Kikimora (Russian: кики́мора, IPA: [kʲɪˈkʲimərə]) is a legendary creature, a female house spirit in Slavic mythology. Her role in the house is usually juxtaposed with that of the domovoy, whereas one of them is considered a "bad" spirit, and the other, a "good" one. When the kikimora inhabits a house, she lives behind the stove or in the cellar, and usually produces noises similar to those made by the mice in order to obtain food. Kikimory (in plural) were the first traditional explanation for sleep paralysis in Russian folklore.
The word kikimora may have derived from the Udmurt (Finno-Ugric) word kikka-murt, meaning scarecrow (literally bag-made person), although other etymological hypotheses also exist. The OED links mora with the mare of nightmare; moreover, inconclusive linguistic evidence suggests that the French word cauchemar might have also derived from the same root.
In Polish folklore, mora are the souls of living people that leave the body during the night, and are seen as wisps of straw or hair or as moths. Accordingly, Polish mora, Czech můra denote both a kind of elf or spirit as well as a "sphinx moth" or "night butterfly". Other Slavic languages with cognates that have the double meaning of moth are: Kashubian mòra, and Slovak mora.
In Slovene, Croatian and Serbian, mora refers to a "nightmare". Mora or Mara is one of the spirits from ancient Slav mythology. Mara was a dark spirit that takes a form of a beautiful woman and then visits men in their dreams, torturing them with desire, and dragging life out of them. In Serbia, a mare is called mora, or noćnik/noćnica ("night creature", masculine and feminine respectively). In Romania they were known as Moroi.
Features and behaviours
It is a common belief that mora enters the room through the keyhole, sits on the chest of the sleepers and tries to strangle them (hence moriti, "to torture", "to bother", "to strangle"). To repel moras, children are advised to look at the window or to turn the pillow and make a sign of cross on it (prekrstiti jastuk); in the early 19th century, Vuk Karadžić mentions that people would repel moras by leaving a broom upside down behind the door, or putting their belt on top of their sheets, or saying an elaborate prayer poem before they go to sleep.
There are two different kinds of Kikimoras. The one that comes from the forest is married to the Domovoi. The other one comes from the swamp (Russian: кики́мора боло́тная) and is married to Leshy. It is said that she can be identified by her wet footprints. When home builders wanted to cause harm to someone buying a house, they would bring in Kikimora. Once she is inside, it is difficult to get her to leave.
Swamp Kikimora was described as small, ugly, hunchbacked, thin, and scruffy old woman with pointed nose and disheveled hair. She was said to use moss and grass as her clothes. It was believed that she frightens people, knocks travelers off the road, and also kidnaps children.
The legend is the basis of Kikimora (op. 63), a tone poem for orchestra by Anatoly Lyadov. Lyadov wrote that she "grows up with a magician in the mountains. From dawn to sunset the magician’s cat regales Kikimora with fantastic tales of ancient times and faraway places, as Kikimora rocks in a cradle made of crystal. It takes her seven years to reach maturity, by which time her head is no larger than a thimble and her body no wider than a strand of straw. Kikimora spins flax from dusk and to dawn, with evil intentions for the world."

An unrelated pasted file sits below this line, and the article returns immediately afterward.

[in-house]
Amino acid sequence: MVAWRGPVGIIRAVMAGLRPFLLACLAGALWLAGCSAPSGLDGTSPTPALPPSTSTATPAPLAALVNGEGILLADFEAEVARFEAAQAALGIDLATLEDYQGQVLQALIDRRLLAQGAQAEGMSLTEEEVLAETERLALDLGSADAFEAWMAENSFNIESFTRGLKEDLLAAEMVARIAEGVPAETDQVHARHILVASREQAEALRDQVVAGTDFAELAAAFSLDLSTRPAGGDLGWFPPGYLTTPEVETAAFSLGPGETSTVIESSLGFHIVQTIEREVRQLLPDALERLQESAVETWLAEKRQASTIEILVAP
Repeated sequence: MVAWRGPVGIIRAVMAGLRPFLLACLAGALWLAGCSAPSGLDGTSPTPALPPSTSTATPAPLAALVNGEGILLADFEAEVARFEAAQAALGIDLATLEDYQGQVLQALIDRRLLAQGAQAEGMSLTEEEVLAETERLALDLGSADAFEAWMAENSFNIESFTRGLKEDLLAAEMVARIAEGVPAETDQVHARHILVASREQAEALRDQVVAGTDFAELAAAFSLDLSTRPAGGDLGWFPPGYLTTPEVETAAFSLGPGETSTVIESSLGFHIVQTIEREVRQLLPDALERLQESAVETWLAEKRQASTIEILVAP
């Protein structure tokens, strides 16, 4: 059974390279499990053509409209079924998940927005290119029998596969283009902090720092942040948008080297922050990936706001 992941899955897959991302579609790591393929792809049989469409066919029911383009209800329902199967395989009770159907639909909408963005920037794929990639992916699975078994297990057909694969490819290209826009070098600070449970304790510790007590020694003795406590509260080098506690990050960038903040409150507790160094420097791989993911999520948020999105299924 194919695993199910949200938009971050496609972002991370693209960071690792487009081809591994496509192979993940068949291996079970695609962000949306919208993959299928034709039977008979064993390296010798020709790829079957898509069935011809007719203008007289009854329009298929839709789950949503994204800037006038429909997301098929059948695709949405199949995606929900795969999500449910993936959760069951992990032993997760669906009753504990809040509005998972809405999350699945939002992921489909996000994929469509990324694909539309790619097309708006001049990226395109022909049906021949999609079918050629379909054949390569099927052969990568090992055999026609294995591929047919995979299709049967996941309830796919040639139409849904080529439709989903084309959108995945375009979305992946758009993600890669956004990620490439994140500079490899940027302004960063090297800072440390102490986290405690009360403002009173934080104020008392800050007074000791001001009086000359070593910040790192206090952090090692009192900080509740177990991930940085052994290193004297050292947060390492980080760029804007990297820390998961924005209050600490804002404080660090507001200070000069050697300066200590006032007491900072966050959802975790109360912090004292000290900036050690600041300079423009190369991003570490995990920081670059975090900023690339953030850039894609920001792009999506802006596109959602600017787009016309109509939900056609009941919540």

The Kikimora is mentioned by Russian "New Age" writer Vladimir Megre in The Space of Love, Book 3 of his "Ringing Cedars" series. Megre likens a man who marries unwisely based on looks and fashion to one who marries a Kikimora. A footnote in the English version describes the Kikimora as a malevolent female ghost said to attach itself to a particular house and disturb the inhabitants, males in particular. By extension, the term may also suggest an ugly woman in shabby clothing, ill-tempered and grumbling, striving to make the life of her husband (and men in general) unbearable.
- "Mare". OED. Retrieved April 22, 2012.
- Grimm 1883, TM 2, 464, note2 harvnb error: no target: CITEREFGrimm1883 (help)
- Bernard Sychta. Słownik gwar kaszubskich na tle kultury ludowej, Ossolineum, Wrocław - Warszawa - Kraków 1969, tom III, pp. 102-105
- "Mora". KSSJ. Retrieved September 5, 2016.
- Pócs 1999, p. 33 harvnb error: no target: CITEREFPócs1999 (help) gives the feminine form.
- Karadžić, Vuk (1898) , Srpski rječnik, ISBN 9789639116184
- Cherneva, N (2013). О прецедентных единицах русской народной сказки [About the precedent units of the Russian folk tale] (PDF) (in Russian).
- Puhova, Tatyana (2009). Народная культура и проблемы её изучения. Сборник статей. Материалы научной региональной конференции 2008 г [Folk culture and the problems of its study. Digest of articles. Materials of the scientific regional conference (2008 year)] (in Russian). Voronezh: Voronezh State University. ISBN 978-5-98222-484-2.
- "Polish Supernatural Spirits". Archived from the original on 2009-10-26.
- Glass, Herbert. "Anatoly Liadov: Kikimora". Philpedia. Los Angeles Philharmonic Orchestra. Archived from the original on 26 October 2014. Retrieved 28 December 2011.
- Megré, Vladimir (2008). Sharashkin, Dr. Leonid (ed.). The Space of Love (The Ringing Cedars, Book 3). Kahului, Hawaii: Ringing Cedars Press. p. 156. ISBN 978-0-9801812-2-7. OCLC 224907446.